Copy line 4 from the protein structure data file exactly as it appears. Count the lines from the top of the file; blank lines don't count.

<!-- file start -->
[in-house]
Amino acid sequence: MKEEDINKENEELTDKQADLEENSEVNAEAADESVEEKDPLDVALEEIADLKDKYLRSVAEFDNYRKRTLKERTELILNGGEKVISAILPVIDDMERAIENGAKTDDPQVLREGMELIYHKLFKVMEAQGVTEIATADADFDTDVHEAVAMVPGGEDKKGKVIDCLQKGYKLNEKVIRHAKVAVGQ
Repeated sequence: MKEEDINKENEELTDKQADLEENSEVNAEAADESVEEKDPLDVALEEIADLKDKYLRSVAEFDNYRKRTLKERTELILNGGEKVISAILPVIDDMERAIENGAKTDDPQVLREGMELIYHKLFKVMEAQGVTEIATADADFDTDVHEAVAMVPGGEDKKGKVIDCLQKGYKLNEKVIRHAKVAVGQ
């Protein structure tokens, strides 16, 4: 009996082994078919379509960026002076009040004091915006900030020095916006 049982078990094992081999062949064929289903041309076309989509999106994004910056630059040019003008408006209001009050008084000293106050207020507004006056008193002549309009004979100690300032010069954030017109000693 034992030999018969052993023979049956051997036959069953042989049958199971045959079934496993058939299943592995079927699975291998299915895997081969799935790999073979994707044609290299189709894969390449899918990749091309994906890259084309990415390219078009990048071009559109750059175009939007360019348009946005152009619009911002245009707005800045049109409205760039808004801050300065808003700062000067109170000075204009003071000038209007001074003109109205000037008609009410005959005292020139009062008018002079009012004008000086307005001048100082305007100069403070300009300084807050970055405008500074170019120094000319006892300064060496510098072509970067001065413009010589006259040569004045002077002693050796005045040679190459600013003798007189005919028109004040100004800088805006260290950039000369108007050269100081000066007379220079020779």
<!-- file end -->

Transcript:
């Protein structure tokens, strides 16, 4: 009996082994078919379509960026002076009040004091915006900030020095916006 049982078990094992081999062949064929289903041309076309989509999106994004910056630059040019003008408006209001009050008084000293106050207020507004006056008193002549309009004979100690300032010069954030017109000693 034992030999018969052993023979049956051997036959069953042989049958199971045959079934496993058939299943592995079927699975291998299915895997081969799935790999073979994707044609290299189709894969390449899918990749091309994906890259084309990415390219078009990048071009559109750059175009939007360019348009946005152009619009911002245009707005800045049109409205760039808004801050300065808003700062000067109170000075204009003071000038209007001074003109109205000037008609009410005959005292020139009062008018002079009012004008000086307005001048100082305007100069403070300009300084807050970055405008500074170019120094000319006892300064060496510098072509970067001065413009010589006259040569004045002077002693050796005045040679190459600013003798007189005919028109004040100004800088805006260290950039000369108007050269100081000066007379220079020779």